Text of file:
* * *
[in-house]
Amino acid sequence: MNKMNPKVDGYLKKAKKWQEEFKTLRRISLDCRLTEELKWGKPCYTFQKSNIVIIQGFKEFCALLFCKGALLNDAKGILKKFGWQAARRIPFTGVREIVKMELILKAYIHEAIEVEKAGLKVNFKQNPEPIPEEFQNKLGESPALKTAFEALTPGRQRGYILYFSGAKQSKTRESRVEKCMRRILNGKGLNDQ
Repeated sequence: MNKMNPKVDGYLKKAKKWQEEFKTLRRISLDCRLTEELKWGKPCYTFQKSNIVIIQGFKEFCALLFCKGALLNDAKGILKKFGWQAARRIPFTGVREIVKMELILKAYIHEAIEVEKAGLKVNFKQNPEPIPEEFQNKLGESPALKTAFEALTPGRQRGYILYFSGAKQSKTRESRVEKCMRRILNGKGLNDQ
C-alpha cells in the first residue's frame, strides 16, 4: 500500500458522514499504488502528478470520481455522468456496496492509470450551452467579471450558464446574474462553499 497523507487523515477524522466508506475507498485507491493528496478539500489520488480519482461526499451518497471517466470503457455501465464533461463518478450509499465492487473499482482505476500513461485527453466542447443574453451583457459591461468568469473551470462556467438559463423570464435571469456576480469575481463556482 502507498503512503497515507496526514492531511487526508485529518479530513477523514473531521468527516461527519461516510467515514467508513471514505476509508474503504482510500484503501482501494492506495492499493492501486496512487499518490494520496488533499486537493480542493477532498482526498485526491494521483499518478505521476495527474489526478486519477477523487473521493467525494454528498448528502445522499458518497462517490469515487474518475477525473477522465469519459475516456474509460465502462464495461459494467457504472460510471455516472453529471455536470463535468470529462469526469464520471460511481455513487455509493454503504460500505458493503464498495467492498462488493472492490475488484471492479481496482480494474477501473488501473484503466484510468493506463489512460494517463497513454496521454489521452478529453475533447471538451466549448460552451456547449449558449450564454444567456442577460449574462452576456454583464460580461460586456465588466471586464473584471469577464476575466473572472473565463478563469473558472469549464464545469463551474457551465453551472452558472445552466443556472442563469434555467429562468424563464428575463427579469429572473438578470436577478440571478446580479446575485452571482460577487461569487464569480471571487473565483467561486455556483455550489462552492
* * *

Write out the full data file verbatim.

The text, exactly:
[in-house]
Amino acid sequence: MNKMNPKVDGYLKKAKKWQEEFKTLRRISLDCRLTEELKWGKPCYTFQKSNIVIIQGFKEFCALLFCKGALLNDAKGILKKFGWQAARRIPFTGVREIVKMELILKAYIHEAIEVEKAGLKVNFKQNPEPIPEEFQNKLGESPALKTAFEALTPGRQRGYILYFSGAKQSKTRESRVEKCMRRILNGKGLNDQ
Repeated sequence: MNKMNPKVDGYLKKAKKWQEEFKTLRRISLDCRLTEELKWGKPCYTFQKSNIVIIQGFKEFCALLFCKGALLNDAKGILKKFGWQAARRIPFTGVREIVKMELILKAYIHEAIEVEKAGLKVNFKQNPEPIPEEFQNKLGESPALKTAFEALTPGRQRGYILYFSGAKQSKTRESRVEKCMRRILNGKGLNDQ
C-alpha cells in the first residue's frame, strides 16, 4: 500500500458522514499504488502528478470520481455522468456496496492509470450551452467579471450558464446574474462553499 497523507487523515477524522466508506475507498485507491493528496478539500489520488480519482461526499451518497471517466470503457455501465464533461463518478450509499465492487473499482482505476500513461485527453466542447443574453451583457459591461468568469473551470462556467438559463423570464435571469456576480469575481463556482 502507498503512503497515507496526514492531511487526508485529518479530513477523514473531521468527516461527519461516510467515514467508513471514505476509508474503504482510500484503501482501494492506495492499493492501486496512487499518490494520496488533499486537493480542493477532498482526498485526491494521483499518478505521476495527474489526478486519477477523487473521493467525494454528498448528502445522499458518497462517490469515487474518475477525473477522465469519459475516456474509460465502462464495461459494467457504472460510471455516472453529471455536470463535468470529462469526469464520471460511481455513487455509493454503504460500505458493503464498495467492498462488493472492490475488484471492479481496482480494474477501473488501473484503466484510468493506463489512460494517463497513454496521454489521452478529453475533447471538451466549448460552451456547449449558449450564454444567456442577460449574462452576456454583464460580461460586456465588466471586464473584471469577464476575466473572472473565463478563469473558472469549464464545469463551474457551465453551472452558472445552466443556472442563469434555467429562468424563464428575463427579469429572473438578470436577478440571478446580479446575485452571482460577487461569487464569480471571487473565483467561486455556483455550489462552492